Lauren Baratz-Logsted: I draw the line at anything that someone might find hurtful. My characters are truly not based on anyone I know - thankfully, no one I know has done any of the more insane things my characters have done, like fake pregnancies - but I do recycle the better anecdotes. A friend from Russia told me about how one time, when her two older sisters were fighting, one of them was breastfeeding and she pointed her breast at the other sister and sprayed her; I recycled that one in "How Nancy Drew Saved My Life". And there's a story in "A Little Change of Face" involving a dirty limerick and a limbo contest on the beach that is drawn straight from my brother's adventures in Bermuda during college. Additionally, whenever my characters soapbox about anything - politics, religion, the fact that low-riders should not be worn by most people - they are definitely speaking for me. My main characters usually come with the plot idea; e.g., with "The Thin Pink Line", I knew I wanted to write a dark comedy about a woman who fakes an entire pregnancy. Well, what kind of person does such a thing? A sociopath! Thus was born Jane Taylor, so named because Jane = Everywoman, and Taylor because she stitches her own story together. Once the main character is set in my mind, I surround them with supporting characters based on need, not dissimilar to the way we add people to our circle in real life.
Moe: Writers often go on about writer's block. Do you ever suffer from it and what measures do you take to get past it?
Lauren Baratz-Logsted: I'm afraid I'm going to give the kind of answer I did to the question about how long it takes me to write a book, meaning I'm about to say something that'll make people want to sew voodoo dolls with my likeness on them. The answer is, no, I don't ever suffer from writer's block. In fact, I suffer from the opposite: hypergraphia. There's a storyboard in my basement on which I've written all the titles for the books I'd like to write - there are a lot. I used to say that the only thing that bothered me about my own mortality is that I'll never have the time to read all the books I want to; now I worry I'll never have the time to write all the books I want to. But while I don't ever suffer from classic writer's block, I do sometimes come up on a stumbling block in a particular book - maybe I'll find myself mentally dragging my feet about writing the next scene or maybe I'm not sure yet about what some of the connecting scenes are from, where the character started and where they need to get by novel's end - so I'll jump ahead in the book and write later scenes that I do feel excited about writing. Then, once I go back to write the scenes I skipped, it somehow comes easier.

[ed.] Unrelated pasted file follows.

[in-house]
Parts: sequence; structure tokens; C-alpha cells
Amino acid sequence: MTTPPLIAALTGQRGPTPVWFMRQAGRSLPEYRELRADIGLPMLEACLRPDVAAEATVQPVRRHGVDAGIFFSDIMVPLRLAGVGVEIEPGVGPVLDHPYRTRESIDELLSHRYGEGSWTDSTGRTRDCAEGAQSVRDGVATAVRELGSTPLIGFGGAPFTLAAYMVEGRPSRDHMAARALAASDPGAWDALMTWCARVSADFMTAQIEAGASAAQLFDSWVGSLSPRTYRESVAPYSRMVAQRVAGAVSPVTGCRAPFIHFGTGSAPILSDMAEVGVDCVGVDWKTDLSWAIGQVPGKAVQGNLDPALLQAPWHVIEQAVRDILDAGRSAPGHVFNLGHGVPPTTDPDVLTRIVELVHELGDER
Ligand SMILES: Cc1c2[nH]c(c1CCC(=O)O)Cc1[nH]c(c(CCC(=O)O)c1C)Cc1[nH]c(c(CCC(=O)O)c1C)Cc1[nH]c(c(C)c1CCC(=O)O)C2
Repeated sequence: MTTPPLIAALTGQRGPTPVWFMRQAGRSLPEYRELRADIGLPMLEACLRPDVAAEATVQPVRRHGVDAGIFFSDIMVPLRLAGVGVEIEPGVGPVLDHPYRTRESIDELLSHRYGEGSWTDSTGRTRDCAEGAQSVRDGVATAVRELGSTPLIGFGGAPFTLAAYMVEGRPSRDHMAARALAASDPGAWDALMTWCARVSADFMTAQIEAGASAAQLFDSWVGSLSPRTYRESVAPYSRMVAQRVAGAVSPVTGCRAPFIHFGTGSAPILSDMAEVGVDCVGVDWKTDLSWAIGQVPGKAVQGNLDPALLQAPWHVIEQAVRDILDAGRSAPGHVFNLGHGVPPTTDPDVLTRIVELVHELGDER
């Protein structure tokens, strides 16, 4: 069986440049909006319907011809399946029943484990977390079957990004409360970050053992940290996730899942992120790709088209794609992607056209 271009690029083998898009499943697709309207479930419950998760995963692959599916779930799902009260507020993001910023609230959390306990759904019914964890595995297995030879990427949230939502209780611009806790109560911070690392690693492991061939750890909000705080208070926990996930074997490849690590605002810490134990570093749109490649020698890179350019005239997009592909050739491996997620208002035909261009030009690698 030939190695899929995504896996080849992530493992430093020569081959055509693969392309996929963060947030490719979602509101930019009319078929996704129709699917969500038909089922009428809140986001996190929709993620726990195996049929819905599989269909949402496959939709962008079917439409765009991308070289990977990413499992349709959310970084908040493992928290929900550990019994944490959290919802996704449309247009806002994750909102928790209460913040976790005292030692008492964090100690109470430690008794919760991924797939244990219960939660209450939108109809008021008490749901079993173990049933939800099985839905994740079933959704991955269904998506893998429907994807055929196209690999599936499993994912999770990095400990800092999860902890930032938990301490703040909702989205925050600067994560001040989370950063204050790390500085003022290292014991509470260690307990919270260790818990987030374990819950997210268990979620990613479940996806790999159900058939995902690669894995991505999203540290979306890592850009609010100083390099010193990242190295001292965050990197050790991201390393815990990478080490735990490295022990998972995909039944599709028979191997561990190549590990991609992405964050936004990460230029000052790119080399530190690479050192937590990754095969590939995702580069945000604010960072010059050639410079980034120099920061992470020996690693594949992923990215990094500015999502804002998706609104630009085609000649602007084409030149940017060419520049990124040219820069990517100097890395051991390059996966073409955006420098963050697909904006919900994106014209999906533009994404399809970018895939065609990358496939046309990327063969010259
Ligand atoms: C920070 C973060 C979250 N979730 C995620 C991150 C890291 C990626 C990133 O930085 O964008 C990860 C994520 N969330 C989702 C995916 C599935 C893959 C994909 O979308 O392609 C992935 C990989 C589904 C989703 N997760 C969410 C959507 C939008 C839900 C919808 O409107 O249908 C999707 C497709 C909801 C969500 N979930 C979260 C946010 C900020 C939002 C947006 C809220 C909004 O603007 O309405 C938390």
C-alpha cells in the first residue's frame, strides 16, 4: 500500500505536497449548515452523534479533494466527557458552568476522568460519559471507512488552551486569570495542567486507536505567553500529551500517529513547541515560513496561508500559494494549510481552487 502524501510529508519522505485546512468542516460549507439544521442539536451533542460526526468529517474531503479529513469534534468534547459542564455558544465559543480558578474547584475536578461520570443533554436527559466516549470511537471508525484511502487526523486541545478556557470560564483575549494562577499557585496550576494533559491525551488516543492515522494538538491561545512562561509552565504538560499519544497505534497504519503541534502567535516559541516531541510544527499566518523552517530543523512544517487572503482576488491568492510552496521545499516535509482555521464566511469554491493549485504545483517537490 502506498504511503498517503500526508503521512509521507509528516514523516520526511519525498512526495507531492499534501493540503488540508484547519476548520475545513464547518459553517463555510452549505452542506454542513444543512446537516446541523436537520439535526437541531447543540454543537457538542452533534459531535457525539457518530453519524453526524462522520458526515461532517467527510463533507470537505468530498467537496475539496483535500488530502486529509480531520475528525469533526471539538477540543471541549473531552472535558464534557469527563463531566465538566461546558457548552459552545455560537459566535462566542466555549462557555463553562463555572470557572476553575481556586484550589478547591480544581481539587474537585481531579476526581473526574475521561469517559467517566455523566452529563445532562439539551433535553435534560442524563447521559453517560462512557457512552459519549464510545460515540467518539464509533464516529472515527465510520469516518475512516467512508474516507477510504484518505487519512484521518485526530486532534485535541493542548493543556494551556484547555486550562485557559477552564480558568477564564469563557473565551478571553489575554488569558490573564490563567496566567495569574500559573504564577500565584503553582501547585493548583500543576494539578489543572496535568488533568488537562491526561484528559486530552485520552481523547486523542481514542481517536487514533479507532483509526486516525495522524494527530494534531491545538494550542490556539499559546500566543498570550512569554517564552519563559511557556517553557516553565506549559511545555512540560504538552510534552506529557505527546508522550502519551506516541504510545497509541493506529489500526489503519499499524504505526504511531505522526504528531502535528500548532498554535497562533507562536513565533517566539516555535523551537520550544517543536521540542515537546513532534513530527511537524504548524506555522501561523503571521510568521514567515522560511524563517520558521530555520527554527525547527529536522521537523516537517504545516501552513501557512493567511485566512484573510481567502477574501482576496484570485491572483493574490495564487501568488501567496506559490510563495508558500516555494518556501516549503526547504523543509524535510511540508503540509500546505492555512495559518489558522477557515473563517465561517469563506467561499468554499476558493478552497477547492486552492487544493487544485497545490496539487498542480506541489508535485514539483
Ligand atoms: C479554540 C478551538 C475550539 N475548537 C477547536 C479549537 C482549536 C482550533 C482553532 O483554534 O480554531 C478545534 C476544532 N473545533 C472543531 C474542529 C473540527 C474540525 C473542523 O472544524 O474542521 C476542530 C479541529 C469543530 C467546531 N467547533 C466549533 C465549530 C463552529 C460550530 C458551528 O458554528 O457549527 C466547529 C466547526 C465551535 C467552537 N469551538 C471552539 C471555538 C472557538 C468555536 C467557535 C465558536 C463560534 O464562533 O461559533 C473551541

Moe: When someone reads one of your books for the first time, what do you hope they gain, feel or experience?
Lauren Baratz-Logsted: It all depends on what kind of book it is - if I've written a sad book, I certainly don't want people laughing all the way through! But since the three I've had published to date are all comedies, I'd say my goals are twofold: I want readers to laugh and I want them to think. Because, even though on the surface, my books seem light, I do imbed serious themes in each one about the world we live in and the way we live our lives. I've actually had a few bizarre encounters where readers have said, "I hated your character, but the book made me think." And all I can say is, "Well, good."
Moe: Can you share three things you've learned about the business of writing since your first publication?
Lauren Baratz-Logsted: One, the experts don't know everything: I had one agent refuse to show "The Thin Pink Line" to Red Dress Ink because he said he knew for a fact that they were uninterested in books with a London setting, so I wound up selling them that book plus four others all on my own; two, that it's too easy, if you're the kind of writer for whom it's easy to spin out words, to say, "Oh, it's fine the way it is," when it could always use some work; three, that no writer, whether it's you, me, or J.K. Rowling, is ever entirely happy with the way things are going so you really need to create things and conduct yourself in such a fashion that at least one person will always respect you at the end of the day: you.
Moe: How do you handle fan mail? What kinds of things do fans write to you about?